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Luis Villavicencio-Serna v. Teri Kennedy, No. 19-2385 (7th Cir. 2019)Annotate this Case
The court issued a subsequent related opinion or order on June 3, 2021.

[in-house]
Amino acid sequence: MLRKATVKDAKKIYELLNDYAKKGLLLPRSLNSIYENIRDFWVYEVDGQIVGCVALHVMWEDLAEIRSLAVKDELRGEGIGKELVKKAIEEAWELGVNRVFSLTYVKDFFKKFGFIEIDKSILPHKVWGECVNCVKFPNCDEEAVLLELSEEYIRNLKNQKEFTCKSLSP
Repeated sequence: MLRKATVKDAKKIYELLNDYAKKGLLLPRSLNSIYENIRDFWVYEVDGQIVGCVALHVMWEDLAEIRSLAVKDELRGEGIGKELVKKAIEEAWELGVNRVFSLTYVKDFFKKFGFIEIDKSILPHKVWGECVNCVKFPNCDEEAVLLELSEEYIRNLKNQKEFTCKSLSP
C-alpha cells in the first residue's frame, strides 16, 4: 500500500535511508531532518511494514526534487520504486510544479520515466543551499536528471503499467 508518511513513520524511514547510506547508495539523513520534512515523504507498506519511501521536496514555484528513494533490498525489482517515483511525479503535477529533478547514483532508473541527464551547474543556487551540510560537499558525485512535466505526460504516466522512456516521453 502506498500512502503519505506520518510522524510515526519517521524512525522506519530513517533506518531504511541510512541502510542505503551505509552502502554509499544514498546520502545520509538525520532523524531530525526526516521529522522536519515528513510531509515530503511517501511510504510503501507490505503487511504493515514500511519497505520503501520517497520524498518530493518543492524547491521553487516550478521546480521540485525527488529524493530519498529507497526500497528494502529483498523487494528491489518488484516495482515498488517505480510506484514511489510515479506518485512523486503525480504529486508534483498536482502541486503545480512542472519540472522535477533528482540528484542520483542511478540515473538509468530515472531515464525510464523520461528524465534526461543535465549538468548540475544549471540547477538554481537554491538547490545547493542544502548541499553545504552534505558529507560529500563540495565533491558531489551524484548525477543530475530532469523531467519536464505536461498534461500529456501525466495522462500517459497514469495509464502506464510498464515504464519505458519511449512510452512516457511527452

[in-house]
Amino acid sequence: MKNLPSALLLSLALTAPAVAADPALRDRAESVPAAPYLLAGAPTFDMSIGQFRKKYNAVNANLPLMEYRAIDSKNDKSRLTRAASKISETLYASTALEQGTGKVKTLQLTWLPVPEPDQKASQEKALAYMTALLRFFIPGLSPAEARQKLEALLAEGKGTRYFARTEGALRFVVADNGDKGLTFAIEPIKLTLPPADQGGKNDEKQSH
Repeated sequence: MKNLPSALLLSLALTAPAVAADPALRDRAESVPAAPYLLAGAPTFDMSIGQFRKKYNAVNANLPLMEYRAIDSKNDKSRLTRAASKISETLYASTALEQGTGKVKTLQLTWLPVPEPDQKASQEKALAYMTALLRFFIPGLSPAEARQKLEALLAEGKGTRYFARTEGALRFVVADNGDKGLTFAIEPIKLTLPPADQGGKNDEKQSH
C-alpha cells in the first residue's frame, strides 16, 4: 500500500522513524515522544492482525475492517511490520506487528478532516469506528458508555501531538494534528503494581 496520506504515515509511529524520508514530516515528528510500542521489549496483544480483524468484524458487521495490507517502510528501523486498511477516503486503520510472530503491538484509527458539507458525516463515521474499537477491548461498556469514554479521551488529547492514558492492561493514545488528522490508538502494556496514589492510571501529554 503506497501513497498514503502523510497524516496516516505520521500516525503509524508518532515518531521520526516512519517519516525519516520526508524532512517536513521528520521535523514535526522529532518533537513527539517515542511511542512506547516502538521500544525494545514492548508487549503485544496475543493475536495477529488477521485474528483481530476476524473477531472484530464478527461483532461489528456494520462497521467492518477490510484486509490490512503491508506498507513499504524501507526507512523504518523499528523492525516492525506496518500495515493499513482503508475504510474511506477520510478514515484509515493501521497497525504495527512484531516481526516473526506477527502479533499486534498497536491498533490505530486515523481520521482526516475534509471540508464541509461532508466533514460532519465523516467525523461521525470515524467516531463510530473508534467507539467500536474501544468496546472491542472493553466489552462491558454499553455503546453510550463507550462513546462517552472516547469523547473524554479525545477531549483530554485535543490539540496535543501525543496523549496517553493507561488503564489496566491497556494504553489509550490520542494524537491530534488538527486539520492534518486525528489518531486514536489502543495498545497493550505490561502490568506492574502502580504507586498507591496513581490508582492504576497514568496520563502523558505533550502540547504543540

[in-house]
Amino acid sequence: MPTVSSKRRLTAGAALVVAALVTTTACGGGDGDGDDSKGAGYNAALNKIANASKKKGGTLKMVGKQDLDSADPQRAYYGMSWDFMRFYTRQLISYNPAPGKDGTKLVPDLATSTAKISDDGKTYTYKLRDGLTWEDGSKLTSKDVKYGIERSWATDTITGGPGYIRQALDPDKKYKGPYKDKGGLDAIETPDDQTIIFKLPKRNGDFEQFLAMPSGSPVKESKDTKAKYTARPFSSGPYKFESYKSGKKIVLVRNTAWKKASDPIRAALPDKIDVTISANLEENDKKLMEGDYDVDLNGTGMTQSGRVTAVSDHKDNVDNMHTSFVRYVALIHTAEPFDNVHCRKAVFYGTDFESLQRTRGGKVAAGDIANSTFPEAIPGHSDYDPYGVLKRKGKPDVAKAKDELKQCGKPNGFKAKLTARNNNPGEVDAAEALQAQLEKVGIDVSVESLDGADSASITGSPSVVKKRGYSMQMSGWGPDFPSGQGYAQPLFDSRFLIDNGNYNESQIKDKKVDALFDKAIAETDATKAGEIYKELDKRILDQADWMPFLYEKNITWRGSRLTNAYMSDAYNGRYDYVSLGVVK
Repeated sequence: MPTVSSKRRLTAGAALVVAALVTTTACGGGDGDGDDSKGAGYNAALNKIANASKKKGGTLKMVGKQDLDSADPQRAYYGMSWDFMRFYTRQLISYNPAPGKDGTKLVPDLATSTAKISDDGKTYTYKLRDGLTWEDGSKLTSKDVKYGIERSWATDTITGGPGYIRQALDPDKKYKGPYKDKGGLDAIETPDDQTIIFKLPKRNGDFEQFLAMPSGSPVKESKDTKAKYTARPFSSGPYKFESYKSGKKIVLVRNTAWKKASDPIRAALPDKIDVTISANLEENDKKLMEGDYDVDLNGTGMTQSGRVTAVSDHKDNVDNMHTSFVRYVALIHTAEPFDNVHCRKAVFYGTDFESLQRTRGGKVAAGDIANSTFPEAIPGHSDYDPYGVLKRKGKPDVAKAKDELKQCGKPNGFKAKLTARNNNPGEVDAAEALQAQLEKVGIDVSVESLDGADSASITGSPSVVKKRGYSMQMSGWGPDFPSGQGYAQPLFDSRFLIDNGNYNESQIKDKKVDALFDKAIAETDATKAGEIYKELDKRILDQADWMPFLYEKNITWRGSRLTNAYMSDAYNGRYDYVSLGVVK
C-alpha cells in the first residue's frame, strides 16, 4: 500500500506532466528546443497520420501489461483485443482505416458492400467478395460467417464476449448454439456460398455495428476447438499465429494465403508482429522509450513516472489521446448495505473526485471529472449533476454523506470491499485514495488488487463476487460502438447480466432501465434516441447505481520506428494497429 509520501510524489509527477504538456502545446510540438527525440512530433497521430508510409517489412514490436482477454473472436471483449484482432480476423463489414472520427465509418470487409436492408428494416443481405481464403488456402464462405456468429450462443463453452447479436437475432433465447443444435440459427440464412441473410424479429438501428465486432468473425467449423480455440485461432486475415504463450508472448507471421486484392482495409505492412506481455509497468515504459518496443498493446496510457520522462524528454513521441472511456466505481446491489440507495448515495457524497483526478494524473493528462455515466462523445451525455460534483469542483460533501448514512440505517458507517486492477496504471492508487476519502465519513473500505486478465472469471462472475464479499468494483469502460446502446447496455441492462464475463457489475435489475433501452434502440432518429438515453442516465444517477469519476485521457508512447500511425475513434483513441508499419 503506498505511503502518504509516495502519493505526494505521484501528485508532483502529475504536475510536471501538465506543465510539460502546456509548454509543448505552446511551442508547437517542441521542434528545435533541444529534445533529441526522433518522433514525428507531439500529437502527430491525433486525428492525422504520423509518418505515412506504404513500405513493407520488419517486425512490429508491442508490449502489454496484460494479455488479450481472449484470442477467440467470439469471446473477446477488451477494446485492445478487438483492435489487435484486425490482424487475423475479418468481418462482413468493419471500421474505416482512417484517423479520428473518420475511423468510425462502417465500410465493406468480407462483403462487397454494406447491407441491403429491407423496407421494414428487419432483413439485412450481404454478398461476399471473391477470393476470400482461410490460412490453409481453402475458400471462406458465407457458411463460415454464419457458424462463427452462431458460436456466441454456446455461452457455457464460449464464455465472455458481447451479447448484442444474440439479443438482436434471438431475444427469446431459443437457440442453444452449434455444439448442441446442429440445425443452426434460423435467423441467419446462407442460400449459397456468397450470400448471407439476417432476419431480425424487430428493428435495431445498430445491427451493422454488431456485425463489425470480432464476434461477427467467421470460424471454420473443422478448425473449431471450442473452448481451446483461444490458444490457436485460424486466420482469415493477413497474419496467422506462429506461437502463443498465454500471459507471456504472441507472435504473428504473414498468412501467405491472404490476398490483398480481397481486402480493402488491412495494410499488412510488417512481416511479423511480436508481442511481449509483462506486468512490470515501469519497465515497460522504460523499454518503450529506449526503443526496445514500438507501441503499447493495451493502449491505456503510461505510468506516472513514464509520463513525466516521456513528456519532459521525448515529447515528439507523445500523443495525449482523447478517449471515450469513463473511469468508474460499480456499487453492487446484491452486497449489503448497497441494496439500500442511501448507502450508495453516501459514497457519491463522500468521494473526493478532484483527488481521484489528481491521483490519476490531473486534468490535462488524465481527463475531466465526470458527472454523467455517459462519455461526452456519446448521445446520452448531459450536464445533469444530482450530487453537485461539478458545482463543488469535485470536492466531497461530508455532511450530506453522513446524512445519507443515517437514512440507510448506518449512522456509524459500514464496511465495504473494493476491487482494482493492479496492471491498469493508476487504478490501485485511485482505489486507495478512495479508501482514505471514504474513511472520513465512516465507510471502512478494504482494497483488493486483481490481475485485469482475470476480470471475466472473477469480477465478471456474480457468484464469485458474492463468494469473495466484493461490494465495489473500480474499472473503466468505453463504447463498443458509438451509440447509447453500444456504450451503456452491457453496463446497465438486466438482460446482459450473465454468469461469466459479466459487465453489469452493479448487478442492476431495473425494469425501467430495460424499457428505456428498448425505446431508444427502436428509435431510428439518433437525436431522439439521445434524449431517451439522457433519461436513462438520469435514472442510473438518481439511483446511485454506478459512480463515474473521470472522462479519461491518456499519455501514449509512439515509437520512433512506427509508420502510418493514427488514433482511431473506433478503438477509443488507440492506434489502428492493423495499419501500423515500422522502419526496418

NONPRECEDENTIAL DISPOSITION To be cited only in accordance with Fed. R. App. P. 32.1 United States Court of Appeals For the Seventh Circuit Chicago, Illinois 60604 Submitted July 30, 2019 * Decided August 12, 2019 Before ILANA DIAMOND ROVNER, Circuit Judge DAVID F. HAMILTON, Circuit Judge MICHAEL B. BRENNAN, Circuit Judge No. 18-3569 WALTER J.D. MOFFETT, Plaintiff-Appellant, v. DONALD STRAHOTA, et al., Defendants-Appellees. Appeal from the United States District Court for the Eastern District of Wisconsin. No. 15-C-644 Lynn Adelman, Judge. ORDER Walter Moffett, a Wisconsin inmate, alleged that prison officials at Waupun Correctional Institution violated the Eighth Amendment by exposing him to dangerous chemicals and ignoring medical complications that followed. See 42 U.S.C. § 1983. Five times he asked the district court to recruit counsel. The court denied each request and eventually entered summary judgment for the defendants. Because we cannot determine whether Moffett’s fifth request for recruitment of counsel was appropriately We have agreed to decide this case without oral argument because the briefs and record adequately present the facts and legal arguments, and oral argument would not significantly aid the court. FED. R. APP. P. 34(a)(2)(C). * No. 18-3569 Page 2 resolved, we order a limited remand to the district court, so that the court can consider whether to reopen the case and recruit counsel for Moffett. In his verified amended complaint, Moffett accused two corrections officers, whom he identified as John Does, of spraying a “harmful chemical agent” onto his bedding. Though he showed the supposedly contaminated linens to Sergeant Jeffrey Meyer, Meyer refused to take them away. According to Moffett, the chemical agent quickly caused him to become ill to the point of vomiting blood. Over the course of the next four days, Moffett says he asked several prison officials for medical treatment. The first to do anything was Officer Vinson Walker, who assured Moffett that a sergeant knew he was vomiting blood. Moffett believed this sergeant to be either Meyer or “Jane Doe #1.” Though this sergeant did nothing with Walker’s report, Moffett alleged that Nurse Jane Doe #2 visited him the next day, June 23, 2013, and “merely came in front of [his] cell … stating to [him] ‘you are upright and appear to be alright to me, put in a medical request’” before leaving without even a cursory medical examination. Because Moffett’s requests were going unanswered, he says he sent grievances regarding his lack of medical treatment to Brian Greff (the Corrections Program Supervisor), Angelia Kroll (an Inmate Complaint Examiner), and two deputy wardens, including Michael Meisner, to no avail. Finally, on June 24, a different nurse saw how ill Moffett was and took him to a doctor. The doctor, in turn, called an ambulance to take Moffett to the hospital, where he stayed for four days to be treated for acute dehydration, esophagitis, and a hiatal hernia. After the district court screened the complaint and denied summary judgment on exhaustion grounds, the parties began discovery. Over the course of about nine months, Moffett identified defendants to add to his case. Jane Doe #1, the sergeant to whom Officer Walker spoke, was first identified as Thomas Nelson and then, alternatively, as Joshua Overlien. The two John Does were officers Nathan Tank and Brock Kubat. And finally, Moffett identified Jane Doe #2 as nurse Gail Waltz. Starting with his first complaint and throughout the discovery process, Moffett moved for recruitment of counsel five times. The first four motions were each denied because Moffett appeared competent to litigate his claims, which were largely within his personal knowledge and detailed in his complaint. Moffett filed his fifth motion shortly after discovery had completed. Around this same time, the defendants moved for summary judgment based on their own declarations denying Moffett’s allegations. Only three defendants—Greff, Kroll, and Meyer—remembered interacting with Moffett. The other defendants all denied involvement in any of the alleged events. Officers Wolf and Kubat swore that No. 18-3569 Page 3 they had never used chemical agents on an unoccupied cell, let alone Moffett’s. Deputy Warden Meisner had worked at Columbia Correctional Institution, not Waupun, in 2013. Similarly, Sergeant Overlien worked in a guard tower, which apparently was not associated with Moffett’s segregation unit, so that he doubted that he had any contact with Moffett at all. And Nurse Waltz had not met with Moffett during the time he was ill. Instead, Waltz pointed to medical records showing that a nurse named Bayer was the one who had visited Moffett on June 23. A few months after the defendants filed their motion, the district court denied Moffett’s fifth motion for recruitment of counsel. Though Moffett complained of difficulties accessing the law library at Columbia (his then place of incarceration) the court continued to find that he was capable of adequately presenting the claims in his personal knowledge. Moreover, the court emphasized that Moffett had “identified Doe defendants and engaged in discovery.” Nevertheless, the court sought to accommodate Moffett’s limitations by giving him six and a half months to respond to the motion for summary judgment. Moffett responded by requesting a continuance under Federal Rule of Civil Procedure 56(d) because he was unable to contact Waupun witnesses from Columbia. The district court denied the motion, gave Moffett another month to supplement his response, but never received anything more from Moffett. Based on Moffett’s “failure to supplement his response brief,” the court treated the summary judgment motion as “virtually unopposed,” and entered judgment for the defendants. On appeal Moffett laments the mistakes that led him to misidentify Deputy Warden Meisner. He notes that he did not know any of the people who wronged him personally, but instead had to rely on opposing counsel, discovery documents, and inmates at Columbia to help him identify the defendants. Moffett’s story raises the possibility that the district court overestimated his ability to litigate his claims. See Pruitt v. Mote, 503 F.3d 647, 655 (7th Cir. 2007) (en banc). Moffett’s misidentification of Meisner appears to follow directly from his transfer from the prison where the events of his complaint occurred. See James v. Eli, 889 F.3d 320, 327 (7th Cir. 2018) (collecting cases detailing the hardships transfer can cause to prisoner litigants). An inmate at Columbia told Moffett that Waupun’s deputy warden in 2013 was Meisner—but Meisner at that time was Columbia’s warden. More significantly, the district court’s assessment that Moffett engaged in discovery and identified Doe defendants is blemished by the possibility that Moffett, proceeding without counsel, had misunderstood discovery and thus identified the wrong people as his Doe defendants. See Santiago v. Walls, 599 F.3d 749, 763–64 (7th Cir. 2010). No. 18-3569 Page 4 Here, the record appears to imply that Moffett misidentified at least Jane Doe #2. Moffett identified this defendant as Nurse Waltz, but Waltz denies visiting Moffett during the time he was sick, and the medical record supports her story. That record also shows that on the same day that Moffett says Jane Doe #2 stood outside his cell, saw that he was standing, and told him to file a medical request, Nurse Bayer visited his cell twice. Bayer’s second visit was remarkably similar to Moffett’s allegations. Bayer wrote that Moffett was standing, walking with a steady gait, and yelling that he had been vomiting blood for three days because of mace. Through Bayer could not see into the cell clearly, she saw that there was colored liquid in Moffett’s toilet—albeit not bright red/blood colored. She told him to relax, drink water, and to submit a health services request if he wanted to be seen. She did not examine him, she wrote, because he was too agitated and would not calm down, despite being told there was no mace. It would be premature for us to review the entry of summary judgment before the district court can consider fully the possibility that Moffett misidentified defendants. Perhaps the court did consider this possibility when ruling on the motion and concluded that any mistake was not a result of Moffett’s incompetence, but rather his own misguided tactical decisions. (Though not in the record when the judge denied counsel, Moffett insisted in his response to defendants’ motion for summary judgment that Bayer’s notes were fabricated, just as he has insisted other evidence was forged.) Or perhaps the court may conclude, even if there were a misidentification, it would not have recruited Moffett counsel because he was otherwise competent—the case was largely within Moffett’s personal knowledge, and Moffett had successfully staved off one motion for summary judgment before losing his case at the second. At this juncture, we simply cannot know. We therefore order a limited remand for the district court to consider whether it is inclined to reconsider its denial of Moffett’s fifth motion for recruitment of counsel and vacate its judgment to do so. We will retain jurisdiction over this appeal pending the district court’s decision. See Richmond v. Chater, 94 F.3d 263, 268 (7th Cir. 1996).